Jim and I started a KGP III (La Gleize) campaign last weekend. There was heavy fighting around this place. This a Google Earth image. You can make out the small bridge leading to the narrow passage between the buildings.

  The buildings on the east side of the stream are not represented on the KGP map, and are likely post-war construction.

Tuesday, March 15, 2011

Raid on Rodimtsev AAR Part 2

   As we edged towards dawn, the attack in the north had been cut to ribbons. There was just enough German strength to hold off a half hearted Russian counter attack.

   In the center, my attackers had found some defenders skulking around just south of the Voentorg. We broke one Russian squad and killed another in CC. The main trouble in this area was the wire and mines which slowed down the attack by a few turns.

  By now, stacks of mostly concealed Russian reinforcements had spilled into the area around NKVD/GPU house. I had no real hope of crossing Penzenskaya street now. My new, more modest goal, was to use Mr 10-2 to silence the .50cal in X9 that was causing me problems further down the street.

    A concealed stack moved out into the shellholes across from my 10-2 stack. I thought it was a decoy, there to draw my fire away from X9. I didn't take the bait.

   Turns out, it wasn't actually bait. The Russian flamethrower flipped and routed the whole 10-2 stack. Then he took everything we could throw back at him with 10 gallons of combustibles on his back and nothing but a shellhole to hide in. What a creep.

   This game would be decided in the south.

   As turn six began, we were in position to make the big final push. The Russians got their final reinforcement group.

    Mr 10-3 was commanding a stack with two HMGs in it. A squad and a half (with the one remaining flamethrower) had gained a toehold in a fortified location in the Waterworks.

    I would need some effective fire to break a hole in the Russian wall. HMG stack: boxcars. Random selection: yahtzee.  Flamethrower: boxcars.  That. Hurt.

   We pushed on getting across the street in turn 7, and winning a close combat. The Y17 building was in big trouble, but the Russians in the Waterworks had survived the worst and were hanging on.

   In the top of the 8th I tried to sprint a squad and Mr 10-3 off the east edge. Getting them off would have been worth three stone hexes. The squad pinned, and the leader broke. Ball game.

   In the end the Germans had 21 stone hexes of the needed 26. Had that infantry managed to run off map, I still would have been two hexes short. And to be fair, had we played the bottom of the 8th, the Russian would have taken back one hex unopposed, and as many as 2-3 more with some effort.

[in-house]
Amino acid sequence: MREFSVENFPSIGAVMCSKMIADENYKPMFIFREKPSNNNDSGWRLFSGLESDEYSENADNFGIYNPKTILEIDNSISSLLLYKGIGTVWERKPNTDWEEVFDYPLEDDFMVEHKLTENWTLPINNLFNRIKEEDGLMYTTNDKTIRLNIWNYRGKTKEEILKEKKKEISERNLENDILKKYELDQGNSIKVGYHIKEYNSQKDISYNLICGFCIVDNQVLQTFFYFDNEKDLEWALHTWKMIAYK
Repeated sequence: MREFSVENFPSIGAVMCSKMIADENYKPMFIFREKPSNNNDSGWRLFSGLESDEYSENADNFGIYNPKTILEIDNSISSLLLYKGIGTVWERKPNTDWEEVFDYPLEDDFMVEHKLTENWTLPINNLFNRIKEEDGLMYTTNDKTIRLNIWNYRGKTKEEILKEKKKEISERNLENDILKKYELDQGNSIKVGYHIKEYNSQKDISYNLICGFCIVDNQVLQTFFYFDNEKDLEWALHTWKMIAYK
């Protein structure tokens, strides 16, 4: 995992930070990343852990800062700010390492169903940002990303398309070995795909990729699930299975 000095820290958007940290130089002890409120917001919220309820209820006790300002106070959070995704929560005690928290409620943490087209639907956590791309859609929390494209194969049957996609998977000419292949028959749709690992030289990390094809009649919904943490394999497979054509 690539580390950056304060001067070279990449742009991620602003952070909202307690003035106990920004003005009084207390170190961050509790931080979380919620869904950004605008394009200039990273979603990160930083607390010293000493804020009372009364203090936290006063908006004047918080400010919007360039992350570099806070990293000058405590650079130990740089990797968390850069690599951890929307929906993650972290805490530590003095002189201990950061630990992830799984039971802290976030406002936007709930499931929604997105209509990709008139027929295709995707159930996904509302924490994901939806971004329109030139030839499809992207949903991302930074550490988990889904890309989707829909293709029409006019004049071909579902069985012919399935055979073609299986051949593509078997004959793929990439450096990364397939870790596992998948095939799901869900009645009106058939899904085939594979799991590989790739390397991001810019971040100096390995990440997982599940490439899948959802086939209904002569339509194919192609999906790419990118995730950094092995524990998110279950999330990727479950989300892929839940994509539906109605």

Great scenario. Tense and close. But for a very bad dice streak, it may have been VERY close. It's very large and takes some time, but it's well worth it.

Monday, March 14, 2011

Raid on Rodimtsev AAR Part 1

 We finished Raid on Rodimtsev from the new journal a few weekends ago. The Russians held off the German onslaught with 4+ stone hexes to spare.

  Jim posted an AAR on Gamesquad here.

   For my German attack, I decided that my concentration should be in the south. The southern edge is the only place on the map where the Germans can attack from two sides. It's also the furthest point from the majority of Russian reinforcements. Logic=Awesome.

   The caveat is this: setup restrictions for this scenario force you to be widely spread out at start. The real decisions are about where to place your big weapons. I place both my HMGs, and two of my three flamethrowers in the southern third of the map area.

  My thought in the north was just make some effort, and hope to get lucky. A successful attack along the north edge (i.e., capturing building W1) could be a spectacular development, as it would greatly threaten the Russian reinforcements. Losing ground there would be devastating for the Russians.

  Trouble is, I knew from experience that attacking in the shadow of Pavlov's house was more than a little difficult. Jim had the proper precautions taken, with wire, mines, a MMG, and a 45L covering the German axis of advance. I managed early on to breach a fortified location of the flour mill, and get a squad in the building.

  That would be the high water mark of the attack in the north. Eventually, the well placed Russian weapons and relative lack of cover would wear the German force down.

 In the middle, I wanted to have just enough of a threat to make the Russians play an honest defense. As the game moved along, I hedged on this strategy. I kept the middle elements largely in place, when I would have been better off moving 2-3 squads further south to participate in the main thrust.

  More to come.....